There are celebrations, and then there are Disney celebrations. From having a star-studded event with stars like Teri Hatcher and John Legend who performed live in front of Sleeping Beauty’s castle to a brand new show, parade and attractions, you can’t deny that Disney knows how to build a party. But let’s take a deeper look how the resort is evolving.
There is no denying that while the 20th anniversary brought the award-winning nighttime spectacular Disney Dreams!, the rest of the resort didn’t look like a dream at all. The financial situation was dire, with many attractions and locations looking in bad shape. Good thing that in 2014, the Walt Disney Company injected a massive 1 Billion euro in Euro Disney SCA, the organisation in charge of Disneyland Paris. Since then ‘Project Sparkle’ has been started, with enhancements to ten classic attractions.
It never is an easy decision to close down an attraction for a long time, but the care they took for these attractions is impressive. At the moment Pirates of the Caribbean is still undergoing refurbishments, but should be open this summer.
The ten attractions listed are: Star Tours, Space Mountain: Mission 2, Pirates of the Caribbean, “it’s a small world”, Big Thunder Mountain, La Cabane des Robinson, Peter Pan’s Flight, Videopolis, Animagique and Studio Tram Tour: Behind the Magic (postponed at the moment). This has not been a pleasant situation for guests, with a lot of fences erected all over the resort. At one moment for example Frontierland has had all of their attractions closed during the refurbishment of Big Thunder Mountain and in the aftermath of a fatal accident of a cast member at Phantom Manor. However, temporary closing attractions, extra budget is available for entertainment, with many characters to be found all over the park. And we were also being treated to some great temporary artwork informing visitors of changes and closures, instead of just a blank fence.
But not all changes are visible. For example those gorgeous rim lights on Disneyland Hotel and the buildings on Main Street, U.S.A. have all been updated to incandescent LEDs. This not only consumes 75% less electricity than before, they also last 50 times longer. Since 2014 Walt Disney Imagineering and Facilities and Operations Services teamed up to test four generations of prototype LED lights for resistance to humidity, heat and cold. Something that is not a luxury in Paris’s erratic climate. In total 40.000 lights have been replaced.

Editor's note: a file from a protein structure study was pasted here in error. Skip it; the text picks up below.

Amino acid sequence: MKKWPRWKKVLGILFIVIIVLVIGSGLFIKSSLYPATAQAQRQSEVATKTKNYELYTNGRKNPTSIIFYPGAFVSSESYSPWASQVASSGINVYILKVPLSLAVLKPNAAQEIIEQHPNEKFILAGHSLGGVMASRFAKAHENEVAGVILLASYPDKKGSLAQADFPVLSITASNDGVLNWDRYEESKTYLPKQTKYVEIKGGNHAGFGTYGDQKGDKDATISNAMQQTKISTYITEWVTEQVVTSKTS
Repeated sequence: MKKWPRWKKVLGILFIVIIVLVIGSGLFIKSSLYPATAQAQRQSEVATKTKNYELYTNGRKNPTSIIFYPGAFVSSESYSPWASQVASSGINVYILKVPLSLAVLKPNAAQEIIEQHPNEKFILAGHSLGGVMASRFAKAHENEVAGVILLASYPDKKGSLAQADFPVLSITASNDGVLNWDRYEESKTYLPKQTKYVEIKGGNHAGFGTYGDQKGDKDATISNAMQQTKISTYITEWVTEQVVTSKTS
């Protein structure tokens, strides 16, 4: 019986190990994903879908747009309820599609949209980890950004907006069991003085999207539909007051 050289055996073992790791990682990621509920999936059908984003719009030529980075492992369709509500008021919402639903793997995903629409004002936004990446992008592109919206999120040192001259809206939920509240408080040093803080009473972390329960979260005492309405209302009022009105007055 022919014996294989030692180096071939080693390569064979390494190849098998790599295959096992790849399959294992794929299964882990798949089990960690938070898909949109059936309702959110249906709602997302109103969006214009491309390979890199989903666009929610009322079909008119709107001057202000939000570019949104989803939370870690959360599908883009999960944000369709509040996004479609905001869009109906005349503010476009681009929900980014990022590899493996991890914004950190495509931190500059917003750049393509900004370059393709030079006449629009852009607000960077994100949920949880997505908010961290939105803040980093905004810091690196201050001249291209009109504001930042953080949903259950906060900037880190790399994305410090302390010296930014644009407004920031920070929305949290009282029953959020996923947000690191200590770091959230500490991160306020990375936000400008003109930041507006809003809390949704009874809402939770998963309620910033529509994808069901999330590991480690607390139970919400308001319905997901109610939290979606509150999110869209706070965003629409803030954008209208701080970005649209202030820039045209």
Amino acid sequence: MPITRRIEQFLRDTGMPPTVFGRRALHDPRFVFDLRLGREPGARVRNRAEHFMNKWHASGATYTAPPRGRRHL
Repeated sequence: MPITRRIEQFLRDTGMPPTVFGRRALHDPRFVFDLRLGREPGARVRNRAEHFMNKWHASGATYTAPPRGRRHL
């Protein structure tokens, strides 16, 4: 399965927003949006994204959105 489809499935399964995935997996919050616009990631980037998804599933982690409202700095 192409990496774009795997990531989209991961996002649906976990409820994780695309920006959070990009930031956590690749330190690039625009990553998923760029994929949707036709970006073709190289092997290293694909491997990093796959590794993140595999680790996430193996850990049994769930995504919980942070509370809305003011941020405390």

One of the tentpoles for the new celebrations is Disney Illuminations. The technically impressive night time spectacular replaces the award-winning Disney Dreams!, but fails to deliver the emotional connection to the audience. You see, Disney Illuminations is mostly a shot for shot refitting of Ignite the Dream, the show that debuted at Shanghai Disneyland in 2016. But problem here is that it’s tailored specially to introduce the Disney legacy to a Chinese audience. I mean, you don’t even have to have been to China to realise they have got quite a different taste than ours, snobby Europeans. It was after all European fairytales that inspired Walt Disney to create the timeless classics.
Disney Dreams! had a complete storyline centred around Peter Pan and restoring the magic back into the Second Star to the Right, stumbling into several Disney adventures with original songs everyone knows from the movie. Illuminations on the other hand, for some reason, chooses to have alternative versions of songs, like the pop version, or even covers. All tuned up to get as much content in there as possible. Not just that, it adds live-action footage from big franchises like Pirates of the Caribbean, Star Wars and the new Beauty and the Beast. The only thing missing was a pancarte with “In cinemas now / Available on DVD”. Or at least “Actuellement au cinéma / Disponible sur DVD”, since the show is mostly French.